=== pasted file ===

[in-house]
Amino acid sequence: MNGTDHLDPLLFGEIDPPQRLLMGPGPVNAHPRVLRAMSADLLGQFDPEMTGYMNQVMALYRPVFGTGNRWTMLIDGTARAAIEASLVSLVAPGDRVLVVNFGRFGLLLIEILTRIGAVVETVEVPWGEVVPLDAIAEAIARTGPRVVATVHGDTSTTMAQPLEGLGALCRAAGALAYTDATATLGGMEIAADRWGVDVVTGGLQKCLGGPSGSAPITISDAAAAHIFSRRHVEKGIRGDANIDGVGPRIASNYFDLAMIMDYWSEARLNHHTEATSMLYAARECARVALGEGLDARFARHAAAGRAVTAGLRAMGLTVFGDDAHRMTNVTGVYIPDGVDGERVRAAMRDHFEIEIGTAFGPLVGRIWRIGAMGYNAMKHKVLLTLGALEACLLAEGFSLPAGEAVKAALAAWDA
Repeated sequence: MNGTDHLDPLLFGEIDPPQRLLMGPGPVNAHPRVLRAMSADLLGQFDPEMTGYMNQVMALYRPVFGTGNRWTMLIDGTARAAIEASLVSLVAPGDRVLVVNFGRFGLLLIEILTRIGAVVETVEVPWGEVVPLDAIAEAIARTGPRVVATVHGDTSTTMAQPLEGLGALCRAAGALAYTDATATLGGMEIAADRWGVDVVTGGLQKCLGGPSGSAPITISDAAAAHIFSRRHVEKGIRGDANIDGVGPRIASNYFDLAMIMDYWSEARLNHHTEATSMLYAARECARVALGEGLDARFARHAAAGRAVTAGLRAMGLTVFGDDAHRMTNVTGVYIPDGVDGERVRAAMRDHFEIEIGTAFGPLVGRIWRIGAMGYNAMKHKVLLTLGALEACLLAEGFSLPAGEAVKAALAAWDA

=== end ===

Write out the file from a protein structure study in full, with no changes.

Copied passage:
[in-house]
Amino acid sequence: MNGTDHLDPLLFGEIDPPQRLLMGPGPVNAHPRVLRAMSADLLGQFDPEMTGYMNQVMALYRPVFGTGNRWTMLIDGTARAAIEASLVSLVAPGDRVLVVNFGRFGLLLIEILTRIGAVVETVEVPWGEVVPLDAIAEAIARTGPRVVATVHGDTSTTMAQPLEGLGALCRAAGALAYTDATATLGGMEIAADRWGVDVVTGGLQKCLGGPSGSAPITISDAAAAHIFSRRHVEKGIRGDANIDGVGPRIASNYFDLAMIMDYWSEARLNHHTEATSMLYAARECARVALGEGLDARFARHAAAGRAVTAGLRAMGLTVFGDDAHRMTNVTGVYIPDGVDGERVRAAMRDHFEIEIGTAFGPLVGRIWRIGAMGYNAMKHKVLLTLGALEACLLAEGFSLPAGEAVKAALAAWDA
Repeated sequence: MNGTDHLDPLLFGEIDPPQRLLMGPGPVNAHPRVLRAMSADLLGQFDPEMTGYMNQVMALYRPVFGTGNRWTMLIDGTARAAIEASLVSLVAPGDRVLVVNFGRFGLLLIEILTRIGAVVETVEVPWGEVVPLDAIAEAIARTGPRVVATVHGDTSTTMAQPLEGLGALCRAAGALAYTDATATLGGMEIAADRWGVDVVTGGLQKCLGGPSGSAPITISDAAAAHIFSRRHVEKGIRGDANIDGVGPRIASNYFDLAMIMDYWSEARLNHHTEATSMLYAARECARVALGEGLDARFARHAAAGRAVTAGLRAMGLTVFGDDAHRMTNVTGVYIPDGVDGERVRAAMRDHFEIEIGTAFGPLVGRIWRIGAMGYNAMKHKVLLTLGALEACLLAEGFSLPAGEAVKAALAAWDA